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    Aerosol activation characteristics and prediction at the central European ACTRIS research station of Melpitz, Germany
    (Katlenburg-Lindau : EGU, 2022) Wang, Yuan; Henning, Silvia; Poulain, Laurent; Lu, Chunsong; Stratmann, Frank; Wang, Yuying; Niu, Shengjie; Pöhlker, Mira L.; Herrmann, Hartmut; Wiedensohler, Alfred
    Understanding aerosol particle activation is essential for evaluating aerosol indirect effects (AIEs) on climate. Long-term measurements of aerosol particle activation help to understand the AIEs and narrow down the uncertainties of AIEs simulation. However, they are still scarce. In this study, more than 4 years of comprehensive aerosol measurements were utilized at the central European research station of Melpitz, Germany, to gain insight into the aerosol particle activation and provide recommendations on improving the prediction of number concentration of cloud condensation nuclei (CCN, NCCN). (1) The overall CCN activation characteristics at Melpitz are provided. As supersaturation (SS) increases from 0.1% to 0.7%, the median NCCN increases from 399 to 2144cm-3, which represents 10% to 48% of the total particle number concentration with a diameter range of 10-800nm, while the median hygroscopicity factor (κ) and critical diameter (Dc) decrease from 0.27 to 0.19 and from 176 to 54nm, respectively. (2) Aerosol particle activation is highly variable across seasons, especially at low-SS conditions. At SSCombining double low line0.1%, the median NCCN and activation ratio (AR) in winter are 1.6 and 2.3 times higher than the summer values, respectively. (3) Both κ and the mixing state are size-dependent. As the particle diameter (Dp) increases, κ increases at Dp of 1/440 to 100nm and almost stays constant at Dp of 100 to 200nm, whereas the degree of the external mixture keeps decreasing at Dp of 1/440 to 200nm. The relationships of κ vs. Dp and degree of mixing vs. Dp were both fitted well by a power-law function. (4) Size-resolved κ improves the NCCN prediction. We recommend applying the κ-Dp power-law fit for NCCN prediction at Melpitz, which performs better than using the constant κ of 0.3 and the κ derived from particle chemical compositions and much better than using the NCCN (AR) vs. SS relationships. The κ-Dp power-law fit measured at Melpitz could be applied to predict NCCN for other rural regions. For the purpose of improving the prediction of NCCN, long-term monodisperse CCN measurements are still needed to obtain the κ-Dp relationships for different regions and their seasonal variations.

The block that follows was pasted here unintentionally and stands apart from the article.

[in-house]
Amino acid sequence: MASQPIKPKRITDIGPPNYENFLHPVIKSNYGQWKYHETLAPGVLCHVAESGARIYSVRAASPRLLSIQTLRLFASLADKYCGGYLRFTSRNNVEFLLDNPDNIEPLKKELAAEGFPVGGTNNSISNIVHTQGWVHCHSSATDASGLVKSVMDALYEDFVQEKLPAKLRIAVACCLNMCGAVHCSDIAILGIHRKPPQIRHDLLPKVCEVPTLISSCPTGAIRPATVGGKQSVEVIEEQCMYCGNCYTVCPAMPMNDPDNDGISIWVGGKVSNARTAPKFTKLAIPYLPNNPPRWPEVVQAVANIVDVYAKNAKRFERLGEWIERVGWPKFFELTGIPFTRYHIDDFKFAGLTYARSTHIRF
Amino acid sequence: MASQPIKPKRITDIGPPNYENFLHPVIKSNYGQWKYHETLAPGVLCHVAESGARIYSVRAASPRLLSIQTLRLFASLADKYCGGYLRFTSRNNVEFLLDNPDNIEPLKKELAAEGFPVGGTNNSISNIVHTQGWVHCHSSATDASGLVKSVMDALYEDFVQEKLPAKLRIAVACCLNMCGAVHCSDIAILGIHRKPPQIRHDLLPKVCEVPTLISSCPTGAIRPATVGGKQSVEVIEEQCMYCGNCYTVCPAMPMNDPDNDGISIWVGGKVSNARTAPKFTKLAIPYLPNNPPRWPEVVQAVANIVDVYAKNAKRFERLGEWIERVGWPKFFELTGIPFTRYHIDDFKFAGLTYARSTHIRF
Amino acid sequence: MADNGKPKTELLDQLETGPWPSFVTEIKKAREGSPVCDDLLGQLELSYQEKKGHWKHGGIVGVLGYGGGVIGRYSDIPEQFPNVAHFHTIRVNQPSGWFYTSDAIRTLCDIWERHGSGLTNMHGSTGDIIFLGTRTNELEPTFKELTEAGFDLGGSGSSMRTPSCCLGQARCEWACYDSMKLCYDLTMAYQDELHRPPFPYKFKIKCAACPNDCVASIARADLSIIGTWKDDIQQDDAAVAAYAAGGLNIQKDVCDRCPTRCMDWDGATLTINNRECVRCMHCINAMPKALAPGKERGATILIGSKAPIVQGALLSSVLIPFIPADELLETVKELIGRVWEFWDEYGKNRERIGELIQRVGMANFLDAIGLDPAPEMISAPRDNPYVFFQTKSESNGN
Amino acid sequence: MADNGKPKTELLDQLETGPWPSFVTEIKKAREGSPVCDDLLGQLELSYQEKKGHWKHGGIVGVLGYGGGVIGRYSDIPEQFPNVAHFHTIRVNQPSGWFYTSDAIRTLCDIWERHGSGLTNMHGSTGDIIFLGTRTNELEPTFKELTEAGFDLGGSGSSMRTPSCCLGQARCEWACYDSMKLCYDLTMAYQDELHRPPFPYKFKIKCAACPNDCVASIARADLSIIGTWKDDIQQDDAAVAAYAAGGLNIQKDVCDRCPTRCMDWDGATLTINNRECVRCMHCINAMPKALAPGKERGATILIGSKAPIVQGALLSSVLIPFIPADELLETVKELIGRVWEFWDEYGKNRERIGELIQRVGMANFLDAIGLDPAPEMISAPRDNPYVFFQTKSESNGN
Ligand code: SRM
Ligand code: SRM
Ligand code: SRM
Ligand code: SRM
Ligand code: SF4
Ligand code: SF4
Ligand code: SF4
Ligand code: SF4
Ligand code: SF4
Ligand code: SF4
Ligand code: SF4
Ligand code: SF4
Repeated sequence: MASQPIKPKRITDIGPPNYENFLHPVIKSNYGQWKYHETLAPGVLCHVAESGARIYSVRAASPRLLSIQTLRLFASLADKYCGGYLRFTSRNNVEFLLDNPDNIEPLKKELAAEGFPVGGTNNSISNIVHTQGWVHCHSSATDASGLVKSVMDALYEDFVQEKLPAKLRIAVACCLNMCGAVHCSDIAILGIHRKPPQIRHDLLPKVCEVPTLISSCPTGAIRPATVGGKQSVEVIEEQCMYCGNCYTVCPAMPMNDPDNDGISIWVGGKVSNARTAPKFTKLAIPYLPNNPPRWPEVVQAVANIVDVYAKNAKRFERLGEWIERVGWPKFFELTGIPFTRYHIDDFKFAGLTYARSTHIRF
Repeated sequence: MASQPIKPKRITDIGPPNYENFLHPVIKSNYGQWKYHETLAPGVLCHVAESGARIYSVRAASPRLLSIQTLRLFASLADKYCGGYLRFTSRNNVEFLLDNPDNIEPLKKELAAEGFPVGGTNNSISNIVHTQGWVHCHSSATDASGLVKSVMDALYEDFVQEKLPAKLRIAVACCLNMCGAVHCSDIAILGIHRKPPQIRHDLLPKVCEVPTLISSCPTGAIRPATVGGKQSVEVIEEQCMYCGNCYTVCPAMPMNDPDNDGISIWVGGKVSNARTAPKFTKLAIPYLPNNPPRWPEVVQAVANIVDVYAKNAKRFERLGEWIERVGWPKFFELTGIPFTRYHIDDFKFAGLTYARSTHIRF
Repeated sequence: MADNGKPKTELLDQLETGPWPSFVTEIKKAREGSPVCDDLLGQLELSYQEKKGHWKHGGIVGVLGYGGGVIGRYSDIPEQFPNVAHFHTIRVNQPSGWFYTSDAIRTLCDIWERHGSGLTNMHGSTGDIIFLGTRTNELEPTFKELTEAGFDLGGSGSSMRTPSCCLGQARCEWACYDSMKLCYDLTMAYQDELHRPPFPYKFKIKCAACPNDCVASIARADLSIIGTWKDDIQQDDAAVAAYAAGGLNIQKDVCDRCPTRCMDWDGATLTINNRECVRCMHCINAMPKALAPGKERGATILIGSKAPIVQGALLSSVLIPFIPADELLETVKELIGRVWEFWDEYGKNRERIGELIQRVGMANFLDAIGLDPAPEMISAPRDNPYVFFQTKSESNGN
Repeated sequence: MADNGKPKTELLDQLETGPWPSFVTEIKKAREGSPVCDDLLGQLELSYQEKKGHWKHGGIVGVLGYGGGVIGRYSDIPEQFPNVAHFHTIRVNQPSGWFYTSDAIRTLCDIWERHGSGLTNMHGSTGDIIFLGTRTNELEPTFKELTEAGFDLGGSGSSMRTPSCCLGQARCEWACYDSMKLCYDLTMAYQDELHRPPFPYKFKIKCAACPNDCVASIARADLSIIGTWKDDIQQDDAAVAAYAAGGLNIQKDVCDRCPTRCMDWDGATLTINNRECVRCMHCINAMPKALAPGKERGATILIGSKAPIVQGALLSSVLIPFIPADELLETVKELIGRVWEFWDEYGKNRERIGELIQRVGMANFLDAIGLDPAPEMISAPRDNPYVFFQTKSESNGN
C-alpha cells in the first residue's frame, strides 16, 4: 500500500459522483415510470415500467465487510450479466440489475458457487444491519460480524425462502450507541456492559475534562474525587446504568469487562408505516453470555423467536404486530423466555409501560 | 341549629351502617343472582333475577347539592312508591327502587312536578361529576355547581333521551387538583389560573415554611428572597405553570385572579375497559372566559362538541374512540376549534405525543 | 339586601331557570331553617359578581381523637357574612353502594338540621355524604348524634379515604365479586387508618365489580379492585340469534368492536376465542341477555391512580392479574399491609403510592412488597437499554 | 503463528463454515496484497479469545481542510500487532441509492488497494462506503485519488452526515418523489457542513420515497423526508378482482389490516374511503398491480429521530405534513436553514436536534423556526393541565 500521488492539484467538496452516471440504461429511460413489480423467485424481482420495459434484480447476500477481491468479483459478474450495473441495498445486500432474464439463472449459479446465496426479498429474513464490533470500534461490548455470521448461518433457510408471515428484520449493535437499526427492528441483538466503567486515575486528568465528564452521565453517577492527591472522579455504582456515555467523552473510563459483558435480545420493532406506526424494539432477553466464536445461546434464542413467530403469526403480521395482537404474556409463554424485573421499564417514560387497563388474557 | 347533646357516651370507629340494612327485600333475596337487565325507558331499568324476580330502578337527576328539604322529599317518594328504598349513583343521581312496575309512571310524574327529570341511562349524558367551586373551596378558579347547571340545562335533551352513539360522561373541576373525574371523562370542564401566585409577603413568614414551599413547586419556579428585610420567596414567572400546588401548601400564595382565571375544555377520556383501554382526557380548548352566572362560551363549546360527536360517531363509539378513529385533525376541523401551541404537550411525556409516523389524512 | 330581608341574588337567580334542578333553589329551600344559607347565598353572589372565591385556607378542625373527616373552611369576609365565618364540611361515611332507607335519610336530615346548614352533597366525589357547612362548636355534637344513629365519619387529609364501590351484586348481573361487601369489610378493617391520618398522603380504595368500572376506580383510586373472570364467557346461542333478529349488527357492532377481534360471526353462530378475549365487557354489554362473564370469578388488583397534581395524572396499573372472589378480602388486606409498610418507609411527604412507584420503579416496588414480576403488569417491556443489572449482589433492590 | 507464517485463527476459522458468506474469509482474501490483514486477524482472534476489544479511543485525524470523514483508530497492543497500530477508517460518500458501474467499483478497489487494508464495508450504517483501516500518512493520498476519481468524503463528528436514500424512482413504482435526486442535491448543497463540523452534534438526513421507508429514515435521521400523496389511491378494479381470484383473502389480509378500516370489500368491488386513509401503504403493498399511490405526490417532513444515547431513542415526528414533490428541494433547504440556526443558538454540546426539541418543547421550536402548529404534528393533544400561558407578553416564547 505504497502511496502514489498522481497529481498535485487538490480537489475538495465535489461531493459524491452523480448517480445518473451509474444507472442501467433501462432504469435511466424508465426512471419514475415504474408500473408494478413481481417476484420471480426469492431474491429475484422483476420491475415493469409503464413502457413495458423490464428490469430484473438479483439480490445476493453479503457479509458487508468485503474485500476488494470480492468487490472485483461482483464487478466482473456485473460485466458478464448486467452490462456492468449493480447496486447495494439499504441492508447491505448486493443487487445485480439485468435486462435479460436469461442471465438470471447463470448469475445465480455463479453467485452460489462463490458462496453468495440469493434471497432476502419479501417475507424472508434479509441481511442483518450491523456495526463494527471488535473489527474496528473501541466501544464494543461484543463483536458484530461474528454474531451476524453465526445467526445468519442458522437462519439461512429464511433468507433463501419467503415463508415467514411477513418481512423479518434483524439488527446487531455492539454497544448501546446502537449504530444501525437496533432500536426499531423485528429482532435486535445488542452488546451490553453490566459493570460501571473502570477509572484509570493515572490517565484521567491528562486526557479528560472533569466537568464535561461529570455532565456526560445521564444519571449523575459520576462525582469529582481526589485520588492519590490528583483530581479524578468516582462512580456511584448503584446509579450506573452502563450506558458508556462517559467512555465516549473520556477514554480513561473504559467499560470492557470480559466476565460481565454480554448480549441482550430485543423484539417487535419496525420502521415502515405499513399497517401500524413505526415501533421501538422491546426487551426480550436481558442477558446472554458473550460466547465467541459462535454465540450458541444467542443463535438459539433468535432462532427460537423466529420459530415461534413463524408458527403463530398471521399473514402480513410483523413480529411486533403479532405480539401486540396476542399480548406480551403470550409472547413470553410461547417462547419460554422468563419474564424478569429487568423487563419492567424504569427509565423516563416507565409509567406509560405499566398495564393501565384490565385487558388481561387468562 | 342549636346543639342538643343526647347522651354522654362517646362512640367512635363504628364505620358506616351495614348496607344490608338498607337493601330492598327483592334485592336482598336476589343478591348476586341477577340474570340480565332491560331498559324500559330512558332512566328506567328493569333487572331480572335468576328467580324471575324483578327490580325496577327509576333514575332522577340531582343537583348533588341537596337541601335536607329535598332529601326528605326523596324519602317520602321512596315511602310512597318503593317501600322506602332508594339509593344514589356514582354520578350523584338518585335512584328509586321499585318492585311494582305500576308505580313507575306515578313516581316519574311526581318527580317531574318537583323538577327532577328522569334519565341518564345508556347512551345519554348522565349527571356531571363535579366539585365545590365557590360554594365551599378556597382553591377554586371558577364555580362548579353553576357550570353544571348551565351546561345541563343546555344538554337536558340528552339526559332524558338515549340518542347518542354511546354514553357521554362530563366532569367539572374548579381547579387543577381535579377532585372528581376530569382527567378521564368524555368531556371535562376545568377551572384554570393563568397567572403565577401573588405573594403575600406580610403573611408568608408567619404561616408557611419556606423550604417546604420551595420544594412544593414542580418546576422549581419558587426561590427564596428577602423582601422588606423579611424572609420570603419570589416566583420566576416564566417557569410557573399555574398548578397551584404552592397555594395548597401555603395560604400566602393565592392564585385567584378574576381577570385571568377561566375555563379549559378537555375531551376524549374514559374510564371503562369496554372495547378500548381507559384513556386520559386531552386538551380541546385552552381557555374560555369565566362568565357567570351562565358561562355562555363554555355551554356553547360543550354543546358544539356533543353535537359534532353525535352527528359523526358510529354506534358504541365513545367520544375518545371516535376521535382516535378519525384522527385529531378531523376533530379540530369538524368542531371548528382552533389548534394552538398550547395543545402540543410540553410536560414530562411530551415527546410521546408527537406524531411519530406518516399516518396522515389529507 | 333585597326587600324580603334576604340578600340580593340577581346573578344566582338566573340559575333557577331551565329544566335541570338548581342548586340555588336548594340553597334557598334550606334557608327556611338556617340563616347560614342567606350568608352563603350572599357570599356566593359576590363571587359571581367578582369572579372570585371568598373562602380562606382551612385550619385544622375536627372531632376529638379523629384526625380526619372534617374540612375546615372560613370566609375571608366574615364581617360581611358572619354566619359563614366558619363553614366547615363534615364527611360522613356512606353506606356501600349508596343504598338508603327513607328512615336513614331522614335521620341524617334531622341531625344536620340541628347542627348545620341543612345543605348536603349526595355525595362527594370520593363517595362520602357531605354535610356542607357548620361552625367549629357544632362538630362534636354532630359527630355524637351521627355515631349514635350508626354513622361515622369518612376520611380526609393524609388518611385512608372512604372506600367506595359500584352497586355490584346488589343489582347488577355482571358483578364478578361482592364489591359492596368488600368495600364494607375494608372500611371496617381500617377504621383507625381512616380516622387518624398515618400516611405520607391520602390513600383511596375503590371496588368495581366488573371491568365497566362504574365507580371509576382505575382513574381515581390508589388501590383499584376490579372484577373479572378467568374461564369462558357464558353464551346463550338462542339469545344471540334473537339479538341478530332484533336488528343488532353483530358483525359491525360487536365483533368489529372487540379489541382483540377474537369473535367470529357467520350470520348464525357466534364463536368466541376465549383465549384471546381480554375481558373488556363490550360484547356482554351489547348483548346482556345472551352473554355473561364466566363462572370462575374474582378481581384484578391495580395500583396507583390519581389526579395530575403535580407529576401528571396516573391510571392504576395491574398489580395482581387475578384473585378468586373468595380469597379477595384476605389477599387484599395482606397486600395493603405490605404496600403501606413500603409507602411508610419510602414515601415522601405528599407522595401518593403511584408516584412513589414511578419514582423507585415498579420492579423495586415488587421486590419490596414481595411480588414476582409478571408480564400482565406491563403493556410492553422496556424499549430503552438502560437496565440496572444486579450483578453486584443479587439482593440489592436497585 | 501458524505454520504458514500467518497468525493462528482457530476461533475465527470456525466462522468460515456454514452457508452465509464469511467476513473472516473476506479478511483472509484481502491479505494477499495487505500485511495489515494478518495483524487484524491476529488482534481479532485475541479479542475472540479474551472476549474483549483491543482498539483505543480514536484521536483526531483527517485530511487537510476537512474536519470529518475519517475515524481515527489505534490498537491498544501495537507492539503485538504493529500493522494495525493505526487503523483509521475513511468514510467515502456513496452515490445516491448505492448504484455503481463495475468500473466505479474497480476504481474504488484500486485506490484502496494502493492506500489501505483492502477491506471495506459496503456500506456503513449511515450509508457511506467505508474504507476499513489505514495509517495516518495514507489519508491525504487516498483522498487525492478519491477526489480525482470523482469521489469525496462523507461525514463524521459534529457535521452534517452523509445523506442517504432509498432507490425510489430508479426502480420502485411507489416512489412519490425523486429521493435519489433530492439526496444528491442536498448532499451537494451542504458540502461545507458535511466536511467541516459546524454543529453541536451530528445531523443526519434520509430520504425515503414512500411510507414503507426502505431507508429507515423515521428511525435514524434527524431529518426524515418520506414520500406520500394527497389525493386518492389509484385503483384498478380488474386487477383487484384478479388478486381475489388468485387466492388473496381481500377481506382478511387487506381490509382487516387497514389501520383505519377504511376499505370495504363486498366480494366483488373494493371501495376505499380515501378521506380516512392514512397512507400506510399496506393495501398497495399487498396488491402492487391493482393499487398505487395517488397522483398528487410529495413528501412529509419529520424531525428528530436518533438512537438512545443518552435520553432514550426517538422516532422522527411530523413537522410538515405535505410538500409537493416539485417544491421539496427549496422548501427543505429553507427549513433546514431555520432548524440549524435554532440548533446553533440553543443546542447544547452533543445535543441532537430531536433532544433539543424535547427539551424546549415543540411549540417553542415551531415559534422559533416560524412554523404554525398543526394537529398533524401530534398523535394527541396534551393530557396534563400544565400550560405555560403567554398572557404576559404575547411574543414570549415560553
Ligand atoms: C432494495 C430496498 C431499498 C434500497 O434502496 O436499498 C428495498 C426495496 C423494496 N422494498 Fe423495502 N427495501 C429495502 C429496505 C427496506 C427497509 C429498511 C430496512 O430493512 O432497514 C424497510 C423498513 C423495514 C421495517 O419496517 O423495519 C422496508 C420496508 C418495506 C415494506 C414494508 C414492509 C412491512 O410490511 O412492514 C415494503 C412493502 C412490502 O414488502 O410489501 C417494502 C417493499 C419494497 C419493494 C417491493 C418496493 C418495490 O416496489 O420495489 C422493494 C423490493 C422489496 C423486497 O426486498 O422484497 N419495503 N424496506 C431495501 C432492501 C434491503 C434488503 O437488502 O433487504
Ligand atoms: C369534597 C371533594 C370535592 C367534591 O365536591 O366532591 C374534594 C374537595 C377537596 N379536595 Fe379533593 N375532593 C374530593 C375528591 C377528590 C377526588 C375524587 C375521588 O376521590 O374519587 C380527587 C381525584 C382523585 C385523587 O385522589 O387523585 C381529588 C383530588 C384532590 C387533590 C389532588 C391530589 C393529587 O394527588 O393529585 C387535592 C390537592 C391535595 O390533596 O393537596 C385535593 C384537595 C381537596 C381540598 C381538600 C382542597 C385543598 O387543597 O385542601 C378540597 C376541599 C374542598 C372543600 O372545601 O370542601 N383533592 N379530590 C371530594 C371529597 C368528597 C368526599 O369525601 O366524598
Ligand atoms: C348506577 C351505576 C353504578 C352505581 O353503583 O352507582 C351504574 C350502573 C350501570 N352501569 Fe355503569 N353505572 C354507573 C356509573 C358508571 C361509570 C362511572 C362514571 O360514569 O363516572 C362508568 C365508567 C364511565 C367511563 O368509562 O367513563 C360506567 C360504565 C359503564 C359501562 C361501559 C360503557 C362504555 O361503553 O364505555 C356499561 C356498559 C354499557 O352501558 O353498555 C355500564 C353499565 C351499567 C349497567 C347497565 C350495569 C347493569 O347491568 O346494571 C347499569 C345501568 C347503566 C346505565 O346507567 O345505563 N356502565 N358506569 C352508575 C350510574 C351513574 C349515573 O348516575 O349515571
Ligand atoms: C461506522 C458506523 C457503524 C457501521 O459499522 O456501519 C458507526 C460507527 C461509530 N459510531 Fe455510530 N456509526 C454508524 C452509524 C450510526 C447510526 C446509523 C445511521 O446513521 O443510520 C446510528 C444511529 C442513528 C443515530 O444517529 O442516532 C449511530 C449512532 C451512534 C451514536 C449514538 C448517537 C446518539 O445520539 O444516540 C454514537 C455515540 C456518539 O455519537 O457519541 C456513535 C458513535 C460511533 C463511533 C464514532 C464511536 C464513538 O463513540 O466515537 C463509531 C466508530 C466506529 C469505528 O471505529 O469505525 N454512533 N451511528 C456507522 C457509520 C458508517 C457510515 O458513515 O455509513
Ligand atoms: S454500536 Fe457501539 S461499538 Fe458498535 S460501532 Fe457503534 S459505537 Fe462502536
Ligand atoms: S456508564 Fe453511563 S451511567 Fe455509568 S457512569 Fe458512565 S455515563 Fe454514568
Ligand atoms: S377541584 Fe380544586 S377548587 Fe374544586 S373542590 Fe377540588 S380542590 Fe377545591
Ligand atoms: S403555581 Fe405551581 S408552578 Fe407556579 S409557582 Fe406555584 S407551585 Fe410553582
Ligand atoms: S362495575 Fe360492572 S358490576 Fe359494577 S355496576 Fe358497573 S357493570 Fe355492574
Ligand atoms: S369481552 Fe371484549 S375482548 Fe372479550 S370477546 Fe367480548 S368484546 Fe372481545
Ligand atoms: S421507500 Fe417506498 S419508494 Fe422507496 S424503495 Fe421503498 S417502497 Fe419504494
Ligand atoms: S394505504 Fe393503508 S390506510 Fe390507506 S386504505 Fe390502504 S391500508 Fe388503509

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    Aerosol characteristics and particle production in the upper troposphere over the Amazon Basin
    (Katlenburg-Lindau : EGU, 2018) Andreae, Meinrat O.; Afchine, Armin; Albrecht, Rachel; Holanda, Bruna Amorim; Artaxo, Paulo; Barbosa, Henrique M. J.; Borrmann, Stephan; Cecchini, Micael A.; Costa, Anja; Dollner, Maximilian; Fütterer, Daniel; Järvinen, Emma; Jurkat, Tina; Klimach, Thomas; Konemann, Tobias; Knote, Christoph; Krämer, Martina; Krisna, Trismono; Machado, Luiz A. T.; Mertes, Stephan; Minikin, Andreas; Pöhlker, Christopher; Pöhlker, Mira L.; Pöschl, Ulrich; Rosenfeld, Daniel; Sauer, Daniel; Schlager, Hans; Schnaiter, Martin; Schneider, Johannes; Schulz, Christiane; Spanu, Antonio; Sperling, Vinicius B.; Voigt, Christiane; Walser, Adrian; Wang, Jian; Weinzierl, Bernadett; Wendisch, Manfred; Ziereis, Helmut